New York

MTA App Contest Winner a Reminder That the Subway Is Pretty Tough on the Disabled


In November last year, the Metropolitan Transportation Authority announced its App Quest 3.0 contest, challenging developers to make use of the agency’s copious data stream to create tools that would help make commuting just a bit easier.

Among the categories for submission was “accessibility,” a nod to the disabled community, for whom traveling in the subways is a lot more difficult than some might expect. Historically, the MTA has struggled to bring the system to a place where it can be easily and consistently navigated by disabled New Yorkers, especially by those who use wheelchairs. Currently only 85 of the system’s 468 stations — about 18 percent — are fully accessible. It’s a problem that has existed for years, and the MTA has been working on upgrades, pledging to have 100 fully accessible stations by 2020. But progress has been both slow and expensive.

One of the winning entries selected by MTA in its App 3.0 contest was NYC Accessible, a program aimed directly at the particular challenges faced by commuters who use wheelchairs. Andy Glass, the app’s co-creator, said working on the project had given him a new perspective on what a lot of us gripe about on a daily basis.

“Where I am in Greenpoint,” Glass says, “we complain about delays, and the G not running, and it’s been really interesting to put myself in the position of other people.”

Glass worked with Jason Schwab, a therapeutic recreational therapist, to figure out what would help address the needs of disabled riders. Schwab had heard plenty from his clients about navigating the subway. Aside from having few accessible stations to begin with, critical infrastructure sometimes breaks down. He learned quickly that a relatively minor thing — like a busted elevator — can completely alter a wheelchair user’s plans. “All of a sudden, out of nowhere, that elevator doesn’t exist?” Schwab says. “It can ruin a day.”

The issue isn’t just heading off to the next station. Because accessible transit points are so few and far between, it can be a considerable hassle — traveling four or five stations out of the way — to redirect a route.

The app Glass and Schwab created uses the MTA’s constantly updated data stream to automatically notify users when an important piece of equipment — like an elevator or an escalator — is taken offline for repairs and maintenance. The notifications allow travelers to adjust their route before they get into a bind, like one user who was underground when an elevator crapped out.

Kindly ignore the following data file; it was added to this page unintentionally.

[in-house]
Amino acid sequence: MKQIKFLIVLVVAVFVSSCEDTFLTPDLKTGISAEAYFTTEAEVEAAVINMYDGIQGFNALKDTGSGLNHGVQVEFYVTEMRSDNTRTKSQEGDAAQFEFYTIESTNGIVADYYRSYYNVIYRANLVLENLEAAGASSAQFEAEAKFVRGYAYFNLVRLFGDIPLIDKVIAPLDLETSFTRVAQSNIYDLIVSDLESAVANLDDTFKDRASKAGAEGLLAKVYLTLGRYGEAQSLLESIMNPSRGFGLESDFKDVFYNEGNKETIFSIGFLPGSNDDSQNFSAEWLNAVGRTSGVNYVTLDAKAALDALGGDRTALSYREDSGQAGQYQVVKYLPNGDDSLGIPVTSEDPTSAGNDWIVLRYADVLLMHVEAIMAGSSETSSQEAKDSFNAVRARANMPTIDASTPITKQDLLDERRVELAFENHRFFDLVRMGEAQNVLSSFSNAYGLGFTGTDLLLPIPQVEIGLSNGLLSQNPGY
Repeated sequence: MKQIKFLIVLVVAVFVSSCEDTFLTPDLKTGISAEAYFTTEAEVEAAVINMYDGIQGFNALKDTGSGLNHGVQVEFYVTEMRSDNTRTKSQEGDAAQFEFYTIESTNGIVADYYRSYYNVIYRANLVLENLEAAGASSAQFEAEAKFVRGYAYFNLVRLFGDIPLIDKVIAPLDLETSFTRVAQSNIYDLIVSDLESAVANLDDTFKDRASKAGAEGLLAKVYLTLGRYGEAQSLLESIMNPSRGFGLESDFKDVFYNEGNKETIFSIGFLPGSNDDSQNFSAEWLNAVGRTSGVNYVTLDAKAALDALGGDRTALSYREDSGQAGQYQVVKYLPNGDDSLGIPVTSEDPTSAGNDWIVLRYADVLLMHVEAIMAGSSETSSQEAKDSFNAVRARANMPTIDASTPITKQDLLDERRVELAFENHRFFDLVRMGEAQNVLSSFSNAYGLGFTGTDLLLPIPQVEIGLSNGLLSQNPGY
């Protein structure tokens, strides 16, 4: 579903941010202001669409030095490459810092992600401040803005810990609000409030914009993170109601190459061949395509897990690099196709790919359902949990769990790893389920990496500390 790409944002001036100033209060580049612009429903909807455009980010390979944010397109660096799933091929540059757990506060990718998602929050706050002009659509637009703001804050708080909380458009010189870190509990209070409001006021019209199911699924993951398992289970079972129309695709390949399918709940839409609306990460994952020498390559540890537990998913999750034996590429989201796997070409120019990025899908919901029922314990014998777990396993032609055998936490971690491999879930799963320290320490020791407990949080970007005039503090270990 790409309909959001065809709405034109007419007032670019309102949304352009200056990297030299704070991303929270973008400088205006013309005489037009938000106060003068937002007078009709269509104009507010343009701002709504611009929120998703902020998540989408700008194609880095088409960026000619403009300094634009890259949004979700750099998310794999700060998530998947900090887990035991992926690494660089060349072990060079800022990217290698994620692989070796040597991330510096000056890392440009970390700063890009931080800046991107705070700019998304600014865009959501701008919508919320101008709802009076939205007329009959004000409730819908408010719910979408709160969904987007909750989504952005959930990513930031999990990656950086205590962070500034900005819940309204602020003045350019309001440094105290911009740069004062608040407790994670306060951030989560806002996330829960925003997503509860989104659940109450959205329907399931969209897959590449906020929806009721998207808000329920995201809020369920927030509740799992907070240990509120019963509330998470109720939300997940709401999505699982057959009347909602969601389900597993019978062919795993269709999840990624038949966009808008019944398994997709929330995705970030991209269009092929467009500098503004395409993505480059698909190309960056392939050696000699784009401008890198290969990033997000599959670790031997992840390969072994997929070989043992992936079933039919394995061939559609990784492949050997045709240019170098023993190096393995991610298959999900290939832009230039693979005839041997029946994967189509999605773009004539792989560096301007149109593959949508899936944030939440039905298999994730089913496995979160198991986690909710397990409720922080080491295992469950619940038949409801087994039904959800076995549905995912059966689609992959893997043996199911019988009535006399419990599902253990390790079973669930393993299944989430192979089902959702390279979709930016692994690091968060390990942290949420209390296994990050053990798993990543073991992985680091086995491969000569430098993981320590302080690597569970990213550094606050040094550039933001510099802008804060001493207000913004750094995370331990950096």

In an email, MTA spokesman Kevin Ortiz said the agency is focusing on upgrading what he called “key” stations, those with either very high ridership or that act as central transfer hubs. The agency has committed $561 million for accessibility upgrades in its next capital plan, and has completed $21 million in upgrades at non-key stations, too.

The upgrades have been helped along by lawsuits as well, notably litigation filed by the nonprofit Disability Rights Advocates. In 2011, the group sued the MTA over upgrades at the Dyckman Street 1 station, which was being renovated but was not slated to have an elevator installed. The Americans With Disabilities Act requires public agencies to incorporate access upgrades when there’s new construction or significant overhauls to existing infrastructure, and the lawsuit successfully forced MTA to revise its plans. Rebecca Rodgers, a fellowship attorney with DRA, said it would be “wonderful” if all stations were accessible but realizes that will likely not be happening any time soon.

Part of the problem is the antiquated system is not easy to retrofit. Most of the stations in the current subway system were built prior to the 1940s, and as Ortiz says, it’s “simply impossible or cost prohibitive” to make the needed alterations.

The app is still in approval stages for the iTunes Store, and an Android version is in development. But to take a look at what it can do, check out their website.


Most Popular